Whistlerites, gay, straight and in between, have another reason to be proud. A small grassroots initiative started in Whistler features prominently in the City of Vancouver’s quest to bring LGBTQ equality to the International Olympic Committee (IOC) table at the Sochi Games. (Full disclosure: my lovely and talented wife, Maureen Douglas, is the project manager for this inspiring initiative.)
The Host City Pride House Mission, led by Vancouver city councillor, and openly gay United Church minister, Tim Stevenson, launched last Wednesday. Pride House, as you may remember from 2010, was founded by Gay Whistler’s Dean Nelson to create a safe and welcoming space for LGBTQ athletes and their allies at the Olympic and Paralympic Games. Nelson and his team transformed a couple of rooms in the Pan Pacific into a splendidly festive, homophobia-free oasis.
Now Nelson’s concept is poised to be part of a discussion on the world stage about making the Olympics truly inclusive for LGBTQ athletes. I say poised, because it’s possible that the delegation’s visas could be denied.
The Host City Pride Mission aims to take the spirit and the concept of Pride House to Sochi, along with demands for LGBTQ inclusion in the IOC’s Guiding Principles of Olympism. The small delegation plans to meet with the IOC to ask that LGBTQ rights be entrenched in the IOC’s charter, and that they facilitate the organization of Pride Houses within their agreements with future host cities.
Despite the lack of IOC prescriptive measures, a Pride House was part of London 2012 Summer Olympic Games. Plans for a Pride House are underway as part of the 2016 Olympic Games in Rio. But here’s the problem: there will not be a Pride House in Russia. It would be illegal to do so. Russian’s new Draconian “anti-gay propaganda” law could have organizers facing the possibility of being shipped off to Siberia. Seriously.
Russian President Vladimir’s Putin’s anti-gay legislation is at once both vague and sweeping. On one hand Putin is assuring the safety of LGBTQ athletes and visitors who show up in Sochi, and on the other hand he’s sending the message that LGBTQ people are sub-humans unworthy of rights. Today, being queer in Russia means keeping your mouth shut and hoping thugs don’t bash you. It means possibly losing your children because you raise them with a same-sex partner. It means potentially having your life ripped apart.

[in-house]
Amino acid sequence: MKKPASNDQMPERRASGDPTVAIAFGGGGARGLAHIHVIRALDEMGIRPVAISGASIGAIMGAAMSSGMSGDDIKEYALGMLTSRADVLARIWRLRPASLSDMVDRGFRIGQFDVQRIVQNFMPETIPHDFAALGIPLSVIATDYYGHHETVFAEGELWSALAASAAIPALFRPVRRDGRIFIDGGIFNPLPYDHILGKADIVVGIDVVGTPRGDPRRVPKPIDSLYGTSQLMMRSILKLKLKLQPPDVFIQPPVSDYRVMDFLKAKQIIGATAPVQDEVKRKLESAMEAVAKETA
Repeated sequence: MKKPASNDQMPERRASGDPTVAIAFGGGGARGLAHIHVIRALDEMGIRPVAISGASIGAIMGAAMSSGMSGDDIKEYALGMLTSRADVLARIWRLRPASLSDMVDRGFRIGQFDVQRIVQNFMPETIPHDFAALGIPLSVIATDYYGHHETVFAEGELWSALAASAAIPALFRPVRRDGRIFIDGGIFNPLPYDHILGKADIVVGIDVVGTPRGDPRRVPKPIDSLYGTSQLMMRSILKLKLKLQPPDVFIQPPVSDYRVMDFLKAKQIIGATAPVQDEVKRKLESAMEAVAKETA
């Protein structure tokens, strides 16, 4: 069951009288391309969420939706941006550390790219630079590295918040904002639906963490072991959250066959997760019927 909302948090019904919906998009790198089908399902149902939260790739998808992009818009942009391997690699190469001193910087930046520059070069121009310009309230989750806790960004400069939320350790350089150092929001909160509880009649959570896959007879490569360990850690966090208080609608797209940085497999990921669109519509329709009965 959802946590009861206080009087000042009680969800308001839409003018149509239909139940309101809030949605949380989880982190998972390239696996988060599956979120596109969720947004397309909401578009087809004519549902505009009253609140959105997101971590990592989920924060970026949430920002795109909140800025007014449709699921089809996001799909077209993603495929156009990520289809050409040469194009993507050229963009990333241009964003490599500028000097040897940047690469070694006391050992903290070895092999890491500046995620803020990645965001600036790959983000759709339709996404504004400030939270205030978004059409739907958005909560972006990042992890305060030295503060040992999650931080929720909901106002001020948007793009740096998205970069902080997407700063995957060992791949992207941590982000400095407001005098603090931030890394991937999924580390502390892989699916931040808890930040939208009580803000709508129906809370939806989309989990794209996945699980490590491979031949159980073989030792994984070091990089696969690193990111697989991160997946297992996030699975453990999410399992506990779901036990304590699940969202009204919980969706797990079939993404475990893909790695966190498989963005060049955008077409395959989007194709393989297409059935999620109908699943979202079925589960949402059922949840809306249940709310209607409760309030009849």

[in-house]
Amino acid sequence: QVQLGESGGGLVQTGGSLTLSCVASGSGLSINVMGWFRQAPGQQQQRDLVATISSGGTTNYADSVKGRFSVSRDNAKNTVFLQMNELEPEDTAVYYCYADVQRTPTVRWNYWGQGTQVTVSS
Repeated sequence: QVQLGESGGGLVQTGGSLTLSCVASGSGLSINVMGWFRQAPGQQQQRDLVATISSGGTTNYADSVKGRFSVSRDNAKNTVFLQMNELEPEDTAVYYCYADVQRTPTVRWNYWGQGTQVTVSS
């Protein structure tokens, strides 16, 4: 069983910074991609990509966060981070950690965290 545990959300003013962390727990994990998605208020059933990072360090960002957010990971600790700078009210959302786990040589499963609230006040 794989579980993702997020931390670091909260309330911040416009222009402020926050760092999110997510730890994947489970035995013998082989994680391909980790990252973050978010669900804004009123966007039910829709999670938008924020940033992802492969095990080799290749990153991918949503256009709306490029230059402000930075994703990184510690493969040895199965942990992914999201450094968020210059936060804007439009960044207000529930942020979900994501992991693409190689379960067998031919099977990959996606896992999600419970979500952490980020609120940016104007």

The IOC charter is also vague. Under its guiding principles, it states: “The practice of sport is a human right. Every individual must have the possibility of practising sport, without discrimination of any kind and in the Olympic spirit, which requires mutual understanding with a spirit of friendship, solidarity and fair play,” and “ any form of discrimination with regard to a country or a person on grounds of race, religion, politics, gender or otherwise is incompatible with belonging to the Olympic Movement.”
Transgendered folk might be protected under the “gender” clause, but what about the rest of us non-heterosexuals? Being included in the catchall “otherwise” doesn’t feel all that assuring — especially when Siberia looms in the distance.
To ensure that LGBTQ athletes are protected, the IOC needs to explicitly put “sexual orientation” in its anti-discrimination language. And until homophobia in sport is eradicated, Pride Houses need to be part of every Olympics.
Join some of Canada’s most impressive Olympic and Paralympic athletes including Whistlerites Ashleigh McIvor, Britt Janyk and Tyler Mosher in supporting this initiative to make the IOC revise its charter. Want to help? Support the Host City Pride House Mission by visiting: www.petitionbuzz.com/petitions/hostcitypridehouse
And Dean, thanks for creating a wonderfully tangible symbol of pride.